How worldwide festivals and concerts are inventing new ways to happen?
Due to COVID-19 pandemic, our cultural sector, and especially festivals, have been deeply impacted on several levels. This sanitary crisis resulted in major restrictions regarding crowd, physical proximity and gathering, which are the essence of festivals as we know them. Little by little, festivals have been forced to postpone and, in worst case scenarios, to cancel their edition leading to economic difficulties and uncertainty for the future.
However, we already witnessed how strong and creative we can get towards crisis and how much music is needed to go through dark times. During the first lockdown, a bunch of digital initiatives aroused from scratch with online concerts and festivals, online museum’s visit as well as webinars thanks to digital gathering platform. Festivals managers and producers had to re-think their ways of producing and curating in a digital format that they might never have thought about before.
Unsurprisingly, we are also more and more witnessing and getting inspired by new alternatives for concerts or festivals to happen in-person while taking into account the physical distancing and sanitary measures resulting from this crisis as a way to save our activities and restore our community/audience link.
Here are a few examples:
On 10 June 2020, the Flaming Lips band shared an already existing way to perform live more than relevant in times of Coronavirus pandemic during an appearance on the The Late Show with Stephen Colbert #PLayAtHome. As a matter of fact, they played in individuals plastic bubbles, except for the two drummers who shared one giant dome while wearing face masks, in front of a crowd of individuals bubbles in the United States.
The drive-in formula as we already know it for outside movies could also be a solution for live music concerts. Indeed, initiated by Keith Urban and DJ D-Nice in the United States, it confers the audience the physical distancing required due to cars and offering them, at the same time, a live performance experience.
On 11 August 2020, Virgin Money and SSD Concerts organised Sam Fender (British singer/songwriter) live performance in Gosforth Park (United Kingdom) in front of 2500 people respecting physical distancing. You probably wonder how.
Thanks to metallic platform on which groups of maximum five people could attend the show standing up or seated. Workers were guiding each groups to their platform according to a one-way system, food and beverage could be ordered in advance or via an app to reduce the contamination’s risks. Organisers are planning to reiterate the process with other acts lined up in September.
From 10 to 12 July 2020, the Gisburne Park Pop-up (United Kingdom) became the first purpose built socially distanced outdoor festival in the United Kingdom. Spaced-out lounge chairs welcoming a maximum of six people were installed six feet apart from each other in front of the stage. Practical organisation have been set up to avoid people pile, food and drinks were delivered directly to the audience.
Another interesting initiative comes from the Ukrainian band O.Torvald who found an alternative to perform with physical distancing measures. Instead of playing in front of their audience in a regular manner, they played in front of a hotel in which their fans bought, as a group of four person maximum, a room for the night of the show. Through this means, the audience was able to listen to their favorite band on the hotel’s balconies with their own drinks and food. We must precise that the ticket’s cost was not the one of the show but of the hotel room.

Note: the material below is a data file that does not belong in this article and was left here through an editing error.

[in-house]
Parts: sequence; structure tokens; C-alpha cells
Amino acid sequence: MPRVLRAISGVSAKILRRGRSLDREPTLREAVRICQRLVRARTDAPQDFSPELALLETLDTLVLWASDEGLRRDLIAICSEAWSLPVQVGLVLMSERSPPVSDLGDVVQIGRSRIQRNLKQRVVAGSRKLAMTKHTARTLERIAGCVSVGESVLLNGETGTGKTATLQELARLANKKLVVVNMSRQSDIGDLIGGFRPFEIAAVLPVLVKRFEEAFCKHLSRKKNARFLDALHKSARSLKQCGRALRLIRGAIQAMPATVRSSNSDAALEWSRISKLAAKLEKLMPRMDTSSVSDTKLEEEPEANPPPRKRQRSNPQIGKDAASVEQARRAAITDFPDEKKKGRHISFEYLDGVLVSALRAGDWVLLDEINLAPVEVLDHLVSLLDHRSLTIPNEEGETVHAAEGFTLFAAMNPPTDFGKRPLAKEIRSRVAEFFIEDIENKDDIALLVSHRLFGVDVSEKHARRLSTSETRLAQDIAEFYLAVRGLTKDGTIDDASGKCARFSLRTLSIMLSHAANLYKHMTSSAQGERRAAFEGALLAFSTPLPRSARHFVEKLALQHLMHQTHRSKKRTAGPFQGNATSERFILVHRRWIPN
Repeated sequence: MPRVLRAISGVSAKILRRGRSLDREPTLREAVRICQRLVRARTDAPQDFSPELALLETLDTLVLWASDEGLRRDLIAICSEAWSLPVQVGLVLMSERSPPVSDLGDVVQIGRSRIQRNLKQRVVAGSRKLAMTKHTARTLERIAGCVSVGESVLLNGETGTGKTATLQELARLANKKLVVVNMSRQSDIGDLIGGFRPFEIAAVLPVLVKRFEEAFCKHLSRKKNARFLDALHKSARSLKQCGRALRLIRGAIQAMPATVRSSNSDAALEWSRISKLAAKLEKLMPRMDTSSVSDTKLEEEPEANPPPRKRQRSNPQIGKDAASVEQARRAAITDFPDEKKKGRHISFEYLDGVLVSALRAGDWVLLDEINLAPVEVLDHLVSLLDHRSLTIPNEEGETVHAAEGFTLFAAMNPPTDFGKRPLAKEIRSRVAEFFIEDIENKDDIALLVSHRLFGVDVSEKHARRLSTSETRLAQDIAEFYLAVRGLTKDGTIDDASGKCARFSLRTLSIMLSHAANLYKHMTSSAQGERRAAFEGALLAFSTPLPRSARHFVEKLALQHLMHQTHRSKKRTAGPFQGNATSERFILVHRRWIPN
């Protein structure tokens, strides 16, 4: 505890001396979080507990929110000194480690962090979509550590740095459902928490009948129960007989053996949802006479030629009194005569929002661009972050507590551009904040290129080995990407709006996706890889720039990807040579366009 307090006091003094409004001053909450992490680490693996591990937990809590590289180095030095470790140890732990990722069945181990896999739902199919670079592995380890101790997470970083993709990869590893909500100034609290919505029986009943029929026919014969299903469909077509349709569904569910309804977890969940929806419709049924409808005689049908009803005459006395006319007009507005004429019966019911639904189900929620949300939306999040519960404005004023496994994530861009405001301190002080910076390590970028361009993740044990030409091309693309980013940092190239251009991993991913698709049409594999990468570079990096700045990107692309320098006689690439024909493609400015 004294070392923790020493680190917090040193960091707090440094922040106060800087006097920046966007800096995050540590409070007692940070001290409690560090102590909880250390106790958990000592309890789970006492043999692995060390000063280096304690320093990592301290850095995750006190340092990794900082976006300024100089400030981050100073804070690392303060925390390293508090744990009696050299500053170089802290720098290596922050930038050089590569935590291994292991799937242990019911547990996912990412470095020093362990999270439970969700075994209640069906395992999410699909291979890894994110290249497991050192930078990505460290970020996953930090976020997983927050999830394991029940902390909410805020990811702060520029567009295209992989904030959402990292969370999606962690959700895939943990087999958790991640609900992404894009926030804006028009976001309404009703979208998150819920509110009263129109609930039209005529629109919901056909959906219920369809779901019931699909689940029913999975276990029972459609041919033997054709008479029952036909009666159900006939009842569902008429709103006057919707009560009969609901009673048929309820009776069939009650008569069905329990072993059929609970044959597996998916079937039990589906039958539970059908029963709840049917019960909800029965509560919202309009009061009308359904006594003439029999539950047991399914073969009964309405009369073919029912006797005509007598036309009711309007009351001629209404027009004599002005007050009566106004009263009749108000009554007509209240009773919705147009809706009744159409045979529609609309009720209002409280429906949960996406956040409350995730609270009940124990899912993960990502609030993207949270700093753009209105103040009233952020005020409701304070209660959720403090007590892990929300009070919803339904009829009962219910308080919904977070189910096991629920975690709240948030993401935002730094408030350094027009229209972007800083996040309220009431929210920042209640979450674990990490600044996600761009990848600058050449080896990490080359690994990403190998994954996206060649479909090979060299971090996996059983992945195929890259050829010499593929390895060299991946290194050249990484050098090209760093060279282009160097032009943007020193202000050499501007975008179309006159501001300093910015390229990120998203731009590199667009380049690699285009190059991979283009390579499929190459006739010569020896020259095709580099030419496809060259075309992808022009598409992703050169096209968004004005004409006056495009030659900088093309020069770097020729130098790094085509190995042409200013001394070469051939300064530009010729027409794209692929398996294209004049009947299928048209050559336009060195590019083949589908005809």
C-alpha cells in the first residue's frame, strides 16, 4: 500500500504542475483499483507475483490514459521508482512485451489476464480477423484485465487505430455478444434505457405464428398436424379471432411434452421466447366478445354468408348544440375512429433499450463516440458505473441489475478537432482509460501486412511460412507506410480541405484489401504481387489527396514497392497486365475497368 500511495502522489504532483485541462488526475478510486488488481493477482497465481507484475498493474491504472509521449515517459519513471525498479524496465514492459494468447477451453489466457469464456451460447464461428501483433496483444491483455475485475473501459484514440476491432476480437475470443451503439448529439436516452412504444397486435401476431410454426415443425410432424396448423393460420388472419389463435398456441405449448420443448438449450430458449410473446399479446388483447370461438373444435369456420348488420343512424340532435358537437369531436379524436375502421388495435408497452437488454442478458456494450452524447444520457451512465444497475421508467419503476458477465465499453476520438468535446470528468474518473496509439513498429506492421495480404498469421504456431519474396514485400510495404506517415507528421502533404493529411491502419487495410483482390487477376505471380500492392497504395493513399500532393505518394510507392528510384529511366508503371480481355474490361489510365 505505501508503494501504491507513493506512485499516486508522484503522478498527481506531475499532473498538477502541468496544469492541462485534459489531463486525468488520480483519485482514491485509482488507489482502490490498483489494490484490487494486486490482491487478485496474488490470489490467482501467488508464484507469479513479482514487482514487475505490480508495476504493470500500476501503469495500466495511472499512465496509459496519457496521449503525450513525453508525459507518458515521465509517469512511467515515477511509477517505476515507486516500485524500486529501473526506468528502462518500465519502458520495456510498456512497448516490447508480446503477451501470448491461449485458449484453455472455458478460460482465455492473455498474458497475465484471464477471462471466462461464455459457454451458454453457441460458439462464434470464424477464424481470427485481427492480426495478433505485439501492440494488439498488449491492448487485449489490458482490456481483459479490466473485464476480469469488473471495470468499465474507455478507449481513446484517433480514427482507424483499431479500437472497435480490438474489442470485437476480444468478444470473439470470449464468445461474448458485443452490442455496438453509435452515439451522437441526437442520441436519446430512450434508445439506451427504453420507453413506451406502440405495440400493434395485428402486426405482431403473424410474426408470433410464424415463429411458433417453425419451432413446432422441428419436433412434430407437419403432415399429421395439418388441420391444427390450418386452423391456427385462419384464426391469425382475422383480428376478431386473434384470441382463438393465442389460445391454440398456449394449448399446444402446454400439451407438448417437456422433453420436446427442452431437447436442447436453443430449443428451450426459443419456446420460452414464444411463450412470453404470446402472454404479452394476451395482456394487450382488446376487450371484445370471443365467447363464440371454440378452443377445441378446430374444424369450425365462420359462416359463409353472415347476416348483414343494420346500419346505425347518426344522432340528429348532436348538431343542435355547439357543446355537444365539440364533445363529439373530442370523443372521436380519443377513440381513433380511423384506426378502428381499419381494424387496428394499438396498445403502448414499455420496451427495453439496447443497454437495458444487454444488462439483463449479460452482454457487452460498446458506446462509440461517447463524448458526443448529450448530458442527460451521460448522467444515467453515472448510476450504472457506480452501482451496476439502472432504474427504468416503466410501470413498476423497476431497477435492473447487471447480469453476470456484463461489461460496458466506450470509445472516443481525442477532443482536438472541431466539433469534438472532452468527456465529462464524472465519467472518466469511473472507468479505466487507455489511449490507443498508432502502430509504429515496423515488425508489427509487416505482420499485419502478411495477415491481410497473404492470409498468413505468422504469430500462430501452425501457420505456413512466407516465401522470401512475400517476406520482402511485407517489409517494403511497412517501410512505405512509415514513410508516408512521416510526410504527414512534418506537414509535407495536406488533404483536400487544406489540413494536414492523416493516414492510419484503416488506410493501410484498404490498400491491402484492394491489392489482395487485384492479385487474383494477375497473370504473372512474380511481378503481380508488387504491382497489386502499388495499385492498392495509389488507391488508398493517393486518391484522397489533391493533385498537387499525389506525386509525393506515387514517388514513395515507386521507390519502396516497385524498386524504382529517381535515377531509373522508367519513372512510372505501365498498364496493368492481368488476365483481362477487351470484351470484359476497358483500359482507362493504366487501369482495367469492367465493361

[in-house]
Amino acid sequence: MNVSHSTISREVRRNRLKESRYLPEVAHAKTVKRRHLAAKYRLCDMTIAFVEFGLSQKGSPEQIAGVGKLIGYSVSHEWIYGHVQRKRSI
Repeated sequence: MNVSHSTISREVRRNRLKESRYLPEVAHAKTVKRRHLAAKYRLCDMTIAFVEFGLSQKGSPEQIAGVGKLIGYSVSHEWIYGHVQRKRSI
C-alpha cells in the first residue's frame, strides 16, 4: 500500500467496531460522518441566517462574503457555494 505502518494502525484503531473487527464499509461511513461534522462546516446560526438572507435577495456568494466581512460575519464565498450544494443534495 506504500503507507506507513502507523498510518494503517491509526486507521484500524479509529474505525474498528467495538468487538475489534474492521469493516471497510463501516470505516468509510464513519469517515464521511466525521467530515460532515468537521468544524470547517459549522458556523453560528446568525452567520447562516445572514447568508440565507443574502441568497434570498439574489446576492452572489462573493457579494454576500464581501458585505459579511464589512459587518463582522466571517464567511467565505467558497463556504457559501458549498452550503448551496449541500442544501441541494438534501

Usually used to provide comfort seating and shelter from wind, rain, sand gusts and sunburn on touristic beach seafront resorts, the strandkorb hooded chair seems to have a new utility is the cultural sector. As a matter of fact, it has been used to provide the necessary physical distancing in Germany during the metal player Doro Pesch concert.
The Belgian underground and electro music festival Paradise City Festival also found a way to welcome in-person 800 festival-goers in Ribaucourt castle – Perk in the end of June. By installing twenty-five rafts of eleven square meters each on the lake completed with eight terraces hosting fifteen person on the ground, the organisers guaranteed a physical distancing-friendly outdoor event.
Photo: @paradisecityofficial (https://www.instagram.com/paradisecityofficial/)
[Go green] Porta Ferrada Festival
In 2023, Porta Ferrada Festival prioritised sustainability with reusable cups and funding beach cleaning. Over 24,000 ecological glasses were distributed, embodying their commitment to environmental responsibility and community engagement.
[Go green] Rock for People Festival
In collaboration with Komerční banka, it was created the KB FutureFest 2030 zone at Rock for People, highlighting a sustainable festival vision with solar/hydrogen-powered stages, eco-friendly materials, and discussions on sustainability.
[Go Green] Medieval Festival of Rhodes
The Medieval Rose Festival offers a living history experience, transporting participants to an era with sustainable practices like creative recycling and minimal waste. Emphasising experiential archaeology, the event promotes eco-friendly concepts, from reusable ceramic cups to minimal electricity usage, fostering a connection between medieval lifestyles and contemporary sustainability.